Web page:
The Level 2 competition is the basis for most of the previous analysis material. In Level 2 the rovers must search the entire roving area for 10 samples and return them to the starting platform.
The analysis until now assumed the rovers would perform a systematic search of the roving area. To do this the location of each rover was needed with some precision to all the construction of a map of the area that was searched. The location of the rover when it collects a sample is also needed so the rover knows the direction to proceed to return to the starting platform.
The general analysis estimate that the rovers know their position to within 0.5 m and the bearing when driving straight to less that 1.0 degree. This may be difficult to achieve using only vision and it is uncertain that using an Inertial Measurement Unit (IMU) would be much better.
But is this really necessary? We will take a look.
The easier case is returning to the starting platform after collecting a sample. The exact location of the rover is not needed. All the rover needs is the general bearing to the starting platform. Vision processing can guide the rover once it is in sight of the white band shell and / or the starting platform. There should be a recovery capability if the rover unexpectedly encounters the boundary fence or other unexpected landmark.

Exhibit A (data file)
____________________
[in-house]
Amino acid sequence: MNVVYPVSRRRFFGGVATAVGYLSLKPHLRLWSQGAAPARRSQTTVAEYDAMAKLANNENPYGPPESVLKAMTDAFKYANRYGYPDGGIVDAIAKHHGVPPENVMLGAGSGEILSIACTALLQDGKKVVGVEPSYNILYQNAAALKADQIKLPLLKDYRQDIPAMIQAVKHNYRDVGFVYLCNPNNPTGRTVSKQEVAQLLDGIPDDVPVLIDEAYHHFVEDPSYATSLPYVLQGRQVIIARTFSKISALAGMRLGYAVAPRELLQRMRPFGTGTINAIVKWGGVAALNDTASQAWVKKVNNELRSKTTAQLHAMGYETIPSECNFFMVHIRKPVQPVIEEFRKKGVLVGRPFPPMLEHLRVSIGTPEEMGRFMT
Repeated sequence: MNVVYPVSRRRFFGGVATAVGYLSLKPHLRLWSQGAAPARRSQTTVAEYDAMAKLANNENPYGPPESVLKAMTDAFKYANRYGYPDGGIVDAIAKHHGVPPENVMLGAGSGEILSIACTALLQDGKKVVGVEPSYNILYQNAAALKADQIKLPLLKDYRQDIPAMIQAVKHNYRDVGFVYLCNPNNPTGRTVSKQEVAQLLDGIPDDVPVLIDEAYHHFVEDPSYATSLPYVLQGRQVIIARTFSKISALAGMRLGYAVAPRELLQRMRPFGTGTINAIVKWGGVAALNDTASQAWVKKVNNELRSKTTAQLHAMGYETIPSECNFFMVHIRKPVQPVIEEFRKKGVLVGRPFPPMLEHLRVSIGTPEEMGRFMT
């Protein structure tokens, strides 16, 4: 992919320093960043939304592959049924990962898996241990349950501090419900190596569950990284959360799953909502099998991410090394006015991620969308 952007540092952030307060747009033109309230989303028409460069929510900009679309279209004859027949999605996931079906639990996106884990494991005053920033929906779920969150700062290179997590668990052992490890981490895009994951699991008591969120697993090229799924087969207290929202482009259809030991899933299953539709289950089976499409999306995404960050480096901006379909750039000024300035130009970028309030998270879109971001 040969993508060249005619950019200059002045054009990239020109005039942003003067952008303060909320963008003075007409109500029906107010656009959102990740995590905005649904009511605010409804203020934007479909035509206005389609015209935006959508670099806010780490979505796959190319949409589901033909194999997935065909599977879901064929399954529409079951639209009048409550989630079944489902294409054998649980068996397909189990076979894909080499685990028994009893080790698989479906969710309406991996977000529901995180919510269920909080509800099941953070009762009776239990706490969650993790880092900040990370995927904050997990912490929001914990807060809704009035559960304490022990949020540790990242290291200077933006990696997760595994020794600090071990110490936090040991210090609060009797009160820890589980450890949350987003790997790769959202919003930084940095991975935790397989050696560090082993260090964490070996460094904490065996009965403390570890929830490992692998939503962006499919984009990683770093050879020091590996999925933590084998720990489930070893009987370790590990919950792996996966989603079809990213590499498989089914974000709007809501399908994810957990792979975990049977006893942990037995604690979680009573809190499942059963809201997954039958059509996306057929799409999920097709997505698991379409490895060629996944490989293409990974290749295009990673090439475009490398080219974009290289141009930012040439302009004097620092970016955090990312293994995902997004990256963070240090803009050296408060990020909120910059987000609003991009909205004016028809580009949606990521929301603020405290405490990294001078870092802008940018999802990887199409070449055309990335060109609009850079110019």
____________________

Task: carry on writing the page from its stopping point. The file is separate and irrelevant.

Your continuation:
Knowing the exact location of the rover when it collects a sample is not really critical.
What about while searching? The driver here is to avoid searching areas that are already covered. The assumption is to use a systematic search and map the locations covered.
Are there alternatives?
The easiest, perhaps, is to allow a random search.
The original Search Analysis was based on a single rover performing the search and retrieval. How does that analysis change if we use the three rovers used in 2013?
Previously one hour was allowed for searching and one hour for the collection and return of samples to the platform. With 3 rovers the search could be completed in (60 minutes / 3) 20 minutes and, similarly, the samples would be returned in 20 minutes. The challenge could be completed in 40 minutes which is really interesting.
Just to be safe, lets assume 30 minutes to return samples because I suspect the return is not as simple as dividing by 3 but do not want to dive into the details. That leaves 90 minutes for each rover to search for samples. (Or the equivalent of 270 minutes of search for a single rover.)
Since we know a rover can search 22,000 m2 in 60 minutes, the three rovers can search (270 min / 60 min * 22,000 m2) 99,000 m2 which covers the roving area 4.5 times. That much redundancy may be sufficient to allow a random search.
Time to revisit a search simulation I did for 2013 and modify the behaviors to allow covering already searched areas.